Whole-animal responses to environmental stress

RESEARCH THEME - 1 Whole-animal responses to environmental stress

Early in my research career, I conducted a rigorous assessment of the physiological responses to decompression stress caused by fishing, injuries resulting from swim bladder overexpansion and gas embolisms. This seminal research has been well cited and is utilized as a model for fisheries management surrounding catch-and-release protocols and conservation organizations worldwide.

More recently, I have standardized techniques for estimating whole animal resting and maximum metabolic rates during exposure to various types of environmental (temperature, hypoxia, and elevated CO2 to simulate ocean acidification) or exercise-induced stress.

I have also made conclusions as to the temporal scale of thermal acclimation and metabolic performance in coral reef fishes and how this relates to temperature preference, a link crucial to developing management strategies for the conservation of marine biodiversity and the sustainable use of marine fisheries, especially in the advent of climate change. Some of this work has been done by my graduate student, Adam Habary, whom I co-supervise with Dr. Jacob Johansen and Prof. John Steffensen. Other studies under this theme were done in the Caribbean and Dry Tortugas National Park as well as Indonesia in collaboration with Dr. Nann Fangue.

I have also determined the intra- and inter-specific morphological and physiological variations in swimming performance in coral reef fishes and how fish respond to strong currents and wave energy, which are prominent physical stressors in shallow marine habitats. Much of this work has been via collaborations with Dr. Sandra Binning, Dr. Dominique Roche, and Dr. Jacob Johansen.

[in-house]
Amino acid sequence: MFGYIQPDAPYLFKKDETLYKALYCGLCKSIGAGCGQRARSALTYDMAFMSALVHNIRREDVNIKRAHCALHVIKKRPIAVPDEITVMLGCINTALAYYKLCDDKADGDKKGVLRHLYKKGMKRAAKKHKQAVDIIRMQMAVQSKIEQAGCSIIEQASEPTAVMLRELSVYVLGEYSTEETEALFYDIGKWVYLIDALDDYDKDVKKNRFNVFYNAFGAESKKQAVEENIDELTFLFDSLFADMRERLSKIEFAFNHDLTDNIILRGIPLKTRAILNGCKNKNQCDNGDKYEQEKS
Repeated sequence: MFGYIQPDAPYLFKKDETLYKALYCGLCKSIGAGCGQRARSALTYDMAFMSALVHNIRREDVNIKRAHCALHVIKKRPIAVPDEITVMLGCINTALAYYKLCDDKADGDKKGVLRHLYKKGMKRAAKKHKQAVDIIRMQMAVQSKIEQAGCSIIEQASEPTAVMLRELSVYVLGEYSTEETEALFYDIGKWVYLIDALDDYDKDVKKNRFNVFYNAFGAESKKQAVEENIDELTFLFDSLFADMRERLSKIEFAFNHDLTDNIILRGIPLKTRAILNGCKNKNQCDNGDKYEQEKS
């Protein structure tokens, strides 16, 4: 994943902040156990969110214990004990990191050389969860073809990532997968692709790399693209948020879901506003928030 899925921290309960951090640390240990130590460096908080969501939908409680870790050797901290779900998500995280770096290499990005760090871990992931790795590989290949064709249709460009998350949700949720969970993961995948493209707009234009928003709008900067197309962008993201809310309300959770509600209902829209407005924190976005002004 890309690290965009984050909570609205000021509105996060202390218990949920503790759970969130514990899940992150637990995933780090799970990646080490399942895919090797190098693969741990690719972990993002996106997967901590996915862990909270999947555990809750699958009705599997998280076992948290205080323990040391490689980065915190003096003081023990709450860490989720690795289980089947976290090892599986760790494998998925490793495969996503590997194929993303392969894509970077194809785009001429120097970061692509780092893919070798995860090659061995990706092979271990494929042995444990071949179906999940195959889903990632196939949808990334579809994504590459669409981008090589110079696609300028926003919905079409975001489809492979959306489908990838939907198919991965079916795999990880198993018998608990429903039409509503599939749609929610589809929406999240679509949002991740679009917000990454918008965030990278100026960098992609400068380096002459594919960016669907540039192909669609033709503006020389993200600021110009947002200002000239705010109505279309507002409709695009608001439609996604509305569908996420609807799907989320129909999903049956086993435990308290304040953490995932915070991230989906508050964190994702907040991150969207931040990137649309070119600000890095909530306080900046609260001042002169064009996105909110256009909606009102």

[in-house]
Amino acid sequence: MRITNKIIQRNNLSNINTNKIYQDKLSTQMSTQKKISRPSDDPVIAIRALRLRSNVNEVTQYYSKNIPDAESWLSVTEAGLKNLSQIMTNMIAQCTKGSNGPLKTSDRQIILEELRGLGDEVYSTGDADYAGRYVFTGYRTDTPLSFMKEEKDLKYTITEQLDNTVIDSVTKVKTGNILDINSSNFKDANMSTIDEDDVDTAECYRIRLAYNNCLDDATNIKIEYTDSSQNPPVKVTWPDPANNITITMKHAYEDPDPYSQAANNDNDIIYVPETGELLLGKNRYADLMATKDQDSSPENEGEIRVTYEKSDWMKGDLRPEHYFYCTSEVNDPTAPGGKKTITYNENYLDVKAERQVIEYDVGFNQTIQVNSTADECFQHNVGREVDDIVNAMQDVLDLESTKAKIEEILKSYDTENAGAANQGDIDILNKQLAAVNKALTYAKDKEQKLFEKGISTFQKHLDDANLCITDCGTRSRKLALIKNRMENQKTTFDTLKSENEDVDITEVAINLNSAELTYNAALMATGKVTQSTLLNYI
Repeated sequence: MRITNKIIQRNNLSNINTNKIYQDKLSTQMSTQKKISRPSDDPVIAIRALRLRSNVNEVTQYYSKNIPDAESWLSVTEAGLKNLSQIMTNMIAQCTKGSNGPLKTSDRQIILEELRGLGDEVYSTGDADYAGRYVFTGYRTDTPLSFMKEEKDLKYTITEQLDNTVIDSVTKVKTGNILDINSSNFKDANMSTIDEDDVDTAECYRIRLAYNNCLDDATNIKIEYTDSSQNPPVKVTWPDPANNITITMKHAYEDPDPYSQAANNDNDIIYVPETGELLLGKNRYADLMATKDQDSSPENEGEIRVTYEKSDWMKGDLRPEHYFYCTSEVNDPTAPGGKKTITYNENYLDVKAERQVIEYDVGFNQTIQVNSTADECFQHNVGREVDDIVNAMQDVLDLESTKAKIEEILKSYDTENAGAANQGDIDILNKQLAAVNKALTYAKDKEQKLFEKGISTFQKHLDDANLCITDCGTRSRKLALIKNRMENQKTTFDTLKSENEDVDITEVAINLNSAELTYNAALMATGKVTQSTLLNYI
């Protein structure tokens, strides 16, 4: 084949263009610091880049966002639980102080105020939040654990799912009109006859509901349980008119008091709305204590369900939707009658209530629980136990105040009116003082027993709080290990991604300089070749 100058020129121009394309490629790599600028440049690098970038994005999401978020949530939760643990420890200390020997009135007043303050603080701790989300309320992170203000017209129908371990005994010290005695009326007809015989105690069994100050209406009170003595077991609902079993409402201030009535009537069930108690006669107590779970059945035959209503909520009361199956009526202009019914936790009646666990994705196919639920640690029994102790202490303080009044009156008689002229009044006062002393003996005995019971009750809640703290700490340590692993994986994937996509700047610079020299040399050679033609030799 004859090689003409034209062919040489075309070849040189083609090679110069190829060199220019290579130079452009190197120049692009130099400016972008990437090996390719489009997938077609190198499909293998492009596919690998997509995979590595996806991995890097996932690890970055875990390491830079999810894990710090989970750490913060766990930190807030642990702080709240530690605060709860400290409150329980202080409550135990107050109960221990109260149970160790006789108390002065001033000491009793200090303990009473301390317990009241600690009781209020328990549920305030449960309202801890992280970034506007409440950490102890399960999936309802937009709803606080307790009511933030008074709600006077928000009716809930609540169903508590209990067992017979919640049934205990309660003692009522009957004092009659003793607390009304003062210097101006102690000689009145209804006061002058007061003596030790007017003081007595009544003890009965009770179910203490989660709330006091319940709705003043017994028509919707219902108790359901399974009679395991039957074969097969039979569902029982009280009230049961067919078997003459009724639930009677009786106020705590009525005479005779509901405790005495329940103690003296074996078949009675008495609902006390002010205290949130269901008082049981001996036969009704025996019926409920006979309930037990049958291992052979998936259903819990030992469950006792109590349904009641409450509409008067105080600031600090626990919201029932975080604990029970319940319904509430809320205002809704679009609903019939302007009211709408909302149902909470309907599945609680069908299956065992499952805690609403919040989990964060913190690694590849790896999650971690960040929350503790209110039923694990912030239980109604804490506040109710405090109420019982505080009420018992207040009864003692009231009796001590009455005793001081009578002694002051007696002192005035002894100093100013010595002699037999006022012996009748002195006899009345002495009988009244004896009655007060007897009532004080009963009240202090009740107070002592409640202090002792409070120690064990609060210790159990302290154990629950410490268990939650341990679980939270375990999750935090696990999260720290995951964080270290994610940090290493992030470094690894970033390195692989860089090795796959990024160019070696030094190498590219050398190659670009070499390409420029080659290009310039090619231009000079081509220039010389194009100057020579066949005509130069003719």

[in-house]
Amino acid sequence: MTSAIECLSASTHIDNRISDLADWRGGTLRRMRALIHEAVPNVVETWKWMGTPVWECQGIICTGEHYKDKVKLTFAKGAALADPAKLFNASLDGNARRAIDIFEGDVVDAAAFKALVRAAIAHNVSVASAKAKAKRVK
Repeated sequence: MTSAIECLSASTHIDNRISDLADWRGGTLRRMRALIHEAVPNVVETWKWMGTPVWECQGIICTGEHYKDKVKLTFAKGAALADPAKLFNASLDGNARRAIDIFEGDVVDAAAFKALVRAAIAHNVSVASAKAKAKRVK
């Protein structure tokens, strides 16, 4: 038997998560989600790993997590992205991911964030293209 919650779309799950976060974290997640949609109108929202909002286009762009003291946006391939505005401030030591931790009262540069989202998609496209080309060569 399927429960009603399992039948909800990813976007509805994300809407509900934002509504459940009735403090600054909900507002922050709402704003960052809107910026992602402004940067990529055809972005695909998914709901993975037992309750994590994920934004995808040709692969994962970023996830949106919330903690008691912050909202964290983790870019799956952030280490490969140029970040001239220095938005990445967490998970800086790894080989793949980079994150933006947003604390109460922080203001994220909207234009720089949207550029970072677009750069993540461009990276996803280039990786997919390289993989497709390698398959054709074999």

While much of my whole-animal work has been done on adult fishes, I have integrated several studies on larval fishes into my program. I recently collaborated with Dr. Shaun Killen to understand the tradeoffs between dominant behaviours and aerobic metabolic scope in larval coral reef damselfish. In another study, we incorporated these ideas along with climate change scenarios including ocean warming and acidification.

One of my recent graduates (Sybille Hess) determined that anatomical development and gas-exchange function of the gills of coral reef fishes can be impaired if larvae are exposed to high concentrations of suspended sediment (e.g. dredge spoil), levels that could occur with storm or agricultural run-off from coastal communities. This work has been in collaboration with Dr. Amelia Wenger and Dr. Tracy Ainsworth.

In addition, both temperature and food supply can influence development, growth, and metabolism in larval clownfish. This is important because climate change models predict 2-3°C ocean warming this century, which will also impact plankton communities and therefore food for larval fishes. Recently graduated, Dr. Ian McLeod pioneered this project.